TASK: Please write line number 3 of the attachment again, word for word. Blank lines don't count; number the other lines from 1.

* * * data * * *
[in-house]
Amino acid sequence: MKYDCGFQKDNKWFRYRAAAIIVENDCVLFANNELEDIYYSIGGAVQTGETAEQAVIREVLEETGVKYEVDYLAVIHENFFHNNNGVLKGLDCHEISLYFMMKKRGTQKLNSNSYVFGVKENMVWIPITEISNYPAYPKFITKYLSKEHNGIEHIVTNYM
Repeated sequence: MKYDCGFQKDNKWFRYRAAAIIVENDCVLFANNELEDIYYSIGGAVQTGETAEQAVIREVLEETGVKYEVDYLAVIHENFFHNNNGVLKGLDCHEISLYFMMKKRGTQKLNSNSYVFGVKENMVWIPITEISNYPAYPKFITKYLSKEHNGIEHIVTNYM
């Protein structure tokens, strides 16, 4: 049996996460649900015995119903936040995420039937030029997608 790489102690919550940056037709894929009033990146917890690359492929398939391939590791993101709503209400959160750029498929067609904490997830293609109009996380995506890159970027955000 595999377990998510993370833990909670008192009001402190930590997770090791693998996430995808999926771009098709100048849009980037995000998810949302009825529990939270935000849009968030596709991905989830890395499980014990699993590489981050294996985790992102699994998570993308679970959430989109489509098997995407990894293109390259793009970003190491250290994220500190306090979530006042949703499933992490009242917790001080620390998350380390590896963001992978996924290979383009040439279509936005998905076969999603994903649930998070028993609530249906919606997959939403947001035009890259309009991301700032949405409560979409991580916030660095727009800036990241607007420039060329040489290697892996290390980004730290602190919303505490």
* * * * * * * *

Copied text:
Repeated sequence: MKYDCGFQKDNKWFRYRAAAIIVENDCVLFANNELEDIYYSIGGAVQTGETAEQAVIREVLEETGVKYEVDYLAVIHENFFHNNNGVLKGLDCHEISLYFMMKKRGTQKLNSNSYVFGVKENMVWIPITEISNYPAYPKFITKYLSKEHNGIEHIVTNYM